Kristen E. Nelson is a queer writer, performer, literary activist, LGBTQ+ activist, and community builder. She is the author of the length of this gap; and two chapbooks: sometimes I gets lost and is grateful for noises in the dark; and Write, Dad. Her work appears widely including in Bombay Gin, Denver Quarterly, Drunken Boat, Tarpaulin Sky Journal, Trickhouse, and Everyday Genius, among others.
Trace Peterson :: Poet as Journalist: Affect, Hypervisibility, Erasure, Resistance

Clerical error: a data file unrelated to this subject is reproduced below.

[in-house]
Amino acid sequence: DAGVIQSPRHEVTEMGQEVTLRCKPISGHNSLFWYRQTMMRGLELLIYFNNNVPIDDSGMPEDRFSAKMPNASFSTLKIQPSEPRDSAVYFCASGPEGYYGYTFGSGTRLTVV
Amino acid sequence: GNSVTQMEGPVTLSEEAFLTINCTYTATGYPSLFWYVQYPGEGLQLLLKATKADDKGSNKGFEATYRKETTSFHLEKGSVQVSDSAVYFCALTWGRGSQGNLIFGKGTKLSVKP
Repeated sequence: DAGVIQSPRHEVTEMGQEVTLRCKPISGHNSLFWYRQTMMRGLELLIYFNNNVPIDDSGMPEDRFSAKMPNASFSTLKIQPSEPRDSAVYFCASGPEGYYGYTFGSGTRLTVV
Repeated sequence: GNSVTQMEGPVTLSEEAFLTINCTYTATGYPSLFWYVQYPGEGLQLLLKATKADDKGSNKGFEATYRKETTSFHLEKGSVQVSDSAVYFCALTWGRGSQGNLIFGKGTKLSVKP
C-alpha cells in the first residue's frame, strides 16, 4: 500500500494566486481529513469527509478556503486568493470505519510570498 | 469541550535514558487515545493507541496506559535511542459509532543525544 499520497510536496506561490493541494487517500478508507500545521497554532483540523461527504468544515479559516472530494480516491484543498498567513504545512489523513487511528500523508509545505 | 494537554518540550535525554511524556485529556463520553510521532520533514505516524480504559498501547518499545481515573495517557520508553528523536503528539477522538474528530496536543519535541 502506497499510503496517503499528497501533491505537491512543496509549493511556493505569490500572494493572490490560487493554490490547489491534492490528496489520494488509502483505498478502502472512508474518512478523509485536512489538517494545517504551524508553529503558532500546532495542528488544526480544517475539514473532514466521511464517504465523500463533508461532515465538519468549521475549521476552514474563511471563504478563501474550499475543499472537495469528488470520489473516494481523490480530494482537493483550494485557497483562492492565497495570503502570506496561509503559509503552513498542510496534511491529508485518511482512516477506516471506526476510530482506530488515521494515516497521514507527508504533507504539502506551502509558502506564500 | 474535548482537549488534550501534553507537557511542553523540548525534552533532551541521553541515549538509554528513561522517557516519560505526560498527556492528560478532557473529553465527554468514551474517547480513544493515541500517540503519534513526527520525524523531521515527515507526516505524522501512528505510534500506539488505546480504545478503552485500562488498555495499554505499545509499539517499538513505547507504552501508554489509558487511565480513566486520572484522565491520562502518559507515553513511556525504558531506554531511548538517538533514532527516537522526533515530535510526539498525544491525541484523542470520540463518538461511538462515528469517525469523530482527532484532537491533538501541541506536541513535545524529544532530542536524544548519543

Where are poets "reporting from" when attempting to write something urgent or necessary in this state of political emergency which for many of us is also personal? For whom do we want to document phenomena, when in time, how, and why? What roles might our genders, sexes, bodies, and inner life take up as resistance/counter-force when the state tries to make us "fake news," when it tries to erase the existence of marginalized experiences while policing their hypervisibility? In this course we will build radical poetic devices for textual and interpersonal resistance through development of improvisatory writing prompts, collaborative group activities, and contextual-autobiographical readings of poems by Amir Rabiyah, Samuel Ace, Micha Cárdenas, kari edwards, Ching-In Chen, Trish Salah, Stephanie Burt, Max Wolf Valerio, TC Tolbert, Joy Ladin, and other trans and nonbinary authors.